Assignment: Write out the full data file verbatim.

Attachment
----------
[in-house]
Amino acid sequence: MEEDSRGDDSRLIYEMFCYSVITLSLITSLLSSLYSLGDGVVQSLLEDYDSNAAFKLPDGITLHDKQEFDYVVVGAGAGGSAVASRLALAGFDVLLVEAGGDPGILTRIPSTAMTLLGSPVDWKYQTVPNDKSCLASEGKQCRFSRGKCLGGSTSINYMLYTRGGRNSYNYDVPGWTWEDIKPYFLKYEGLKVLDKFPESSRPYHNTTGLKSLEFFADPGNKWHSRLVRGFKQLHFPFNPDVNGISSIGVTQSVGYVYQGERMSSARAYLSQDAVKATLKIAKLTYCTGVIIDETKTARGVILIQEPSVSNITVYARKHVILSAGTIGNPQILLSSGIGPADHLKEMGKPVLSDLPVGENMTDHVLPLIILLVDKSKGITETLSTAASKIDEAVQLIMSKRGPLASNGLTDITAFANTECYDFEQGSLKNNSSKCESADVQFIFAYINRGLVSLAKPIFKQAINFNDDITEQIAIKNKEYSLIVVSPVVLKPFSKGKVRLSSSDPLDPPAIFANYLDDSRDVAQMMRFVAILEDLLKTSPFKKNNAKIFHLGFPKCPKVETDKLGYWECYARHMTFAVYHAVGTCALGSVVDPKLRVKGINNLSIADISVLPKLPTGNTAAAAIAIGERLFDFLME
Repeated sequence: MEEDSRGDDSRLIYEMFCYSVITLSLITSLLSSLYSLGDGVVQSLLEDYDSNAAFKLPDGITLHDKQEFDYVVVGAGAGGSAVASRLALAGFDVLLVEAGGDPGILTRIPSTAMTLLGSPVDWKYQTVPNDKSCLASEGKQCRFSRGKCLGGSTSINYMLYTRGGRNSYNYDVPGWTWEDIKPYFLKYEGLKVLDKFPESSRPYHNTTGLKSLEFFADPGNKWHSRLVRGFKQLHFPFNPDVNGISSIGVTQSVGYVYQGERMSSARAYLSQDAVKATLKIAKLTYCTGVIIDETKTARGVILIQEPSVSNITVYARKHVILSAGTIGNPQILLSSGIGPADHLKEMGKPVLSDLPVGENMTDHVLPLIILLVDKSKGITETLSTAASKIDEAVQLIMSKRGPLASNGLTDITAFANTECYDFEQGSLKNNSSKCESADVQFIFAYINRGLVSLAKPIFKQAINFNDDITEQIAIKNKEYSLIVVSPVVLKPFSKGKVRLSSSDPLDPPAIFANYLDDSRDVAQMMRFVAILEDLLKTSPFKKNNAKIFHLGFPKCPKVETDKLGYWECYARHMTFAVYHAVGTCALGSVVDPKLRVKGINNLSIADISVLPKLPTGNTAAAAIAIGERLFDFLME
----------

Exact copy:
[in-house]
Amino acid sequence: MEEDSRGDDSRLIYEMFCYSVITLSLITSLLSSLYSLGDGVVQSLLEDYDSNAAFKLPDGITLHDKQEFDYVVVGAGAGGSAVASRLALAGFDVLLVEAGGDPGILTRIPSTAMTLLGSPVDWKYQTVPNDKSCLASEGKQCRFSRGKCLGGSTSINYMLYTRGGRNSYNYDVPGWTWEDIKPYFLKYEGLKVLDKFPESSRPYHNTTGLKSLEFFADPGNKWHSRLVRGFKQLHFPFNPDVNGISSIGVTQSVGYVYQGERMSSARAYLSQDAVKATLKIAKLTYCTGVIIDETKTARGVILIQEPSVSNITVYARKHVILSAGTIGNPQILLSSGIGPADHLKEMGKPVLSDLPVGENMTDHVLPLIILLVDKSKGITETLSTAASKIDEAVQLIMSKRGPLASNGLTDITAFANTECYDFEQGSLKNNSSKCESADVQFIFAYINRGLVSLAKPIFKQAINFNDDITEQIAIKNKEYSLIVVSPVVLKPFSKGKVRLSSSDPLDPPAIFANYLDDSRDVAQMMRFVAILEDLLKTSPFKKNNAKIFHLGFPKCPKVETDKLGYWECYARHMTFAVYHAVGTCALGSVVDPKLRVKGINNLSIADISVLPKLPTGNTAAAAIAIGERLFDFLME
Repeated sequence: MEEDSRGDDSRLIYEMFCYSVITLSLITSLLSSLYSLGDGVVQSLLEDYDSNAAFKLPDGITLHDKQEFDYVVVGAGAGGSAVASRLALAGFDVLLVEAGGDPGILTRIPSTAMTLLGSPVDWKYQTVPNDKSCLASEGKQCRFSRGKCLGGSTSINYMLYTRGGRNSYNYDVPGWTWEDIKPYFLKYEGLKVLDKFPESSRPYHNTTGLKSLEFFADPGNKWHSRLVRGFKQLHFPFNPDVNGISSIGVTQSVGYVYQGERMSSARAYLSQDAVKATLKIAKLTYCTGVIIDETKTARGVILIQEPSVSNITVYARKHVILSAGTIGNPQILLSSGIGPADHLKEMGKPVLSDLPVGENMTDHVLPLIILLVDKSKGITETLSTAASKIDEAVQLIMSKRGPLASNGLTDITAFANTECYDFEQGSLKNNSSKCESADVQFIFAYINRGLVSLAKPIFKQAINFNDDITEQIAIKNKEYSLIVVSPVVLKPFSKGKVRLSSSDPLDPPAIFANYLDDSRDVAQMMRFVAILEDLLKTSPFKKNNAKIFHLGFPKCPKVETDKLGYWECYARHMTFAVYHAVGTCALGSVVDPKLRVKGINNLSIADISVLPKLPTGNTAAAAIAIGERLFDFLME